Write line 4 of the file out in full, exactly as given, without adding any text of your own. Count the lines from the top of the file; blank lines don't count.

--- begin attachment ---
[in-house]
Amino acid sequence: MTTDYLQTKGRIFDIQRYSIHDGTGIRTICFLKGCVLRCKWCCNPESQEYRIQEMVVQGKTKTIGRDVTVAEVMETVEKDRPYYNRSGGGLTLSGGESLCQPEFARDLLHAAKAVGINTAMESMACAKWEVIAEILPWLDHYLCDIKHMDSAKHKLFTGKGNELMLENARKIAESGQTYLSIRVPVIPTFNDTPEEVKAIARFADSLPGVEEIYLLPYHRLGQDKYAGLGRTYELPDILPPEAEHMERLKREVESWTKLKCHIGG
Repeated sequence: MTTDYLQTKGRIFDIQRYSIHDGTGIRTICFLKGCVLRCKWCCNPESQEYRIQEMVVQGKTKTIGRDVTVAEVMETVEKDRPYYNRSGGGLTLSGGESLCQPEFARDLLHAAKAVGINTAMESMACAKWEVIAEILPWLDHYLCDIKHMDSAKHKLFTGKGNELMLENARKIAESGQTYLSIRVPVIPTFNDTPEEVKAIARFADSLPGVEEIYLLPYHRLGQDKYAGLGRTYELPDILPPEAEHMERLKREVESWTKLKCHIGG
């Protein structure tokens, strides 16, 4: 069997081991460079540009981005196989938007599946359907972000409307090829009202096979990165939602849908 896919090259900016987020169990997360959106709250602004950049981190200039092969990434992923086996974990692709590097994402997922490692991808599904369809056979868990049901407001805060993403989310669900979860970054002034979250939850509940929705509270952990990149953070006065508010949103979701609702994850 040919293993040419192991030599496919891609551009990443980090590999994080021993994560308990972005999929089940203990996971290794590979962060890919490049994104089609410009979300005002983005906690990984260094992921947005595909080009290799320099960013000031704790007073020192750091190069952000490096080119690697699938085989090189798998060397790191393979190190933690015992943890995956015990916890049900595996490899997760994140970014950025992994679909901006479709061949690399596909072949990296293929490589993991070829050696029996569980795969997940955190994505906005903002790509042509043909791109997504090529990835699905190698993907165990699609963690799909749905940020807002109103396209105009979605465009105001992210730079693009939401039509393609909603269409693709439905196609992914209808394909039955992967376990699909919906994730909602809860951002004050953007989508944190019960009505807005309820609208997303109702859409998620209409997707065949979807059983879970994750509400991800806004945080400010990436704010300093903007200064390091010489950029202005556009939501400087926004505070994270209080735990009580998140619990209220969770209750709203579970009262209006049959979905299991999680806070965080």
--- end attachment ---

């Protein structure tokens, strides 16, 4: 069997081991460079540009981005196989938007599946359907972000409307090829009202096979990165939602849908 896919090259900016987020169990997360959106709250602004950049981190200039092969990434992923086996974990692709590097994402997922490692991808599904369809056979868990049901407001805060993403989310669900979860970054002034979250939850509940929705509270952990990149953070006065508010949103979701609702994850 040919293993040419192991030599496919891609551009990443980090590999994080021993994560308990972005999929089940203990996971290794590979962060890919490049994104089609410009979300005002983005906690990984260094992921947005595909080009290799320099960013000031704790007073020192750091190069952000490096080119690697699938085989090189798998060397790191393979190190933690015992943890995956015990916890049900595996490899997760994140970014950025992994679909901006479709061949690399596909072949990296293929490589993991070829050696029996569980795969997940955190994505906005903002790509042509043909791109997504090529990835699905190698993907165990699609963690799909749905940020807002109103396209105009979605465009105001992210730079693009939401039509393609909603269409693709439905196609992914209808394909039955992967376990699909919906994730909602809860951002004050953007989508944190019960009505807005309820609208997303109702859409998620209409997707065949979807059983879970994750509400991800806004945080400010990436704010300093903007200064390091010489950029202005556009939501400087926004505070994270209080735990009580998140619990209220969770209750709203579970009262209006049959979905299991999680806070965080």